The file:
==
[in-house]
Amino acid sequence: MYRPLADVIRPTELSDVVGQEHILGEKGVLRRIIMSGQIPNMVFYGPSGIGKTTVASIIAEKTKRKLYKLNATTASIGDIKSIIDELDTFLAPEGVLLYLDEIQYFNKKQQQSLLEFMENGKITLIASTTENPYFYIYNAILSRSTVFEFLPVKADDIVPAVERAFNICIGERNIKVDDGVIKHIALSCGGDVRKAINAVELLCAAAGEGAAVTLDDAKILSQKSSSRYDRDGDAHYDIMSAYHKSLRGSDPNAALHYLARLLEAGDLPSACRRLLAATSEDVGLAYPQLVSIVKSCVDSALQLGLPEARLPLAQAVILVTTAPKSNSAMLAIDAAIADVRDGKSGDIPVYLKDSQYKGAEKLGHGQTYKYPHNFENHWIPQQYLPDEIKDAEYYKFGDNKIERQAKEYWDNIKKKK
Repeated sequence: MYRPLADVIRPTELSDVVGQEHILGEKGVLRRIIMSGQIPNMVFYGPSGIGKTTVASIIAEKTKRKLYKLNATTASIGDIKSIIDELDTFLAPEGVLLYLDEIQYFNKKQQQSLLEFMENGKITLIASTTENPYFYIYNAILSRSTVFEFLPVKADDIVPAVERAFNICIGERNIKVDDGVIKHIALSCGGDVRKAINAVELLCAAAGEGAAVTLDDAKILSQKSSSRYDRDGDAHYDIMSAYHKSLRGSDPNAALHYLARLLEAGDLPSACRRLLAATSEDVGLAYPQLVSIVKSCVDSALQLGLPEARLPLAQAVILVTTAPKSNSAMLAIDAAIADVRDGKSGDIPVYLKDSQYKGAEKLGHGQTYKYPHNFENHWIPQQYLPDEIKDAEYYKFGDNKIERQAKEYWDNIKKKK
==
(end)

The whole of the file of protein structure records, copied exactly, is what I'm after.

[in-house]
Amino acid sequence: MYRPLADVIRPTELSDVVGQEHILGEKGVLRRIIMSGQIPNMVFYGPSGIGKTTVASIIAEKTKRKLYKLNATTASIGDIKSIIDELDTFLAPEGVLLYLDEIQYFNKKQQQSLLEFMENGKITLIASTTENPYFYIYNAILSRSTVFEFLPVKADDIVPAVERAFNICIGERNIKVDDGVIKHIALSCGGDVRKAINAVELLCAAAGEGAAVTLDDAKILSQKSSSRYDRDGDAHYDIMSAYHKSLRGSDPNAALHYLARLLEAGDLPSACRRLLAATSEDVGLAYPQLVSIVKSCVDSALQLGLPEARLPLAQAVILVTTAPKSNSAMLAIDAAIADVRDGKSGDIPVYLKDSQYKGAEKLGHGQTYKYPHNFENHWIPQQYLPDEIKDAEYYKFGDNKIERQAKEYWDNIKKKK
Repeated sequence: MYRPLADVIRPTELSDVVGQEHILGEKGVLRRIIMSGQIPNMVFYGPSGIGKTTVASIIAEKTKRKLYKLNATTASIGDIKSIIDELDTFLAPEGVLLYLDEIQYFNKKQQQSLLEFMENGKITLIASTTENPYFYIYNAILSRSTVFEFLPVKADDIVPAVERAFNICIGERNIKVDDGVIKHIALSCGGDVRKAINAVELLCAAAGEGAAVTLDDAKILSQKSSSRYDRDGDAHYDIMSAYHKSLRGSDPNAALHYLARLLEAGDLPSACRRLLAATSEDVGLAYPQLVSIVKSCVDSALQLGLPEARLPLAQAVILVTTAPKSNSAMLAIDAAIADVRDGKSGDIPVYLKDSQYKGAEKLGHGQTYKYPHNFENHWIPQQYLPDEIKDAEYYKFGDNKIERQAKEYWDNIKKKK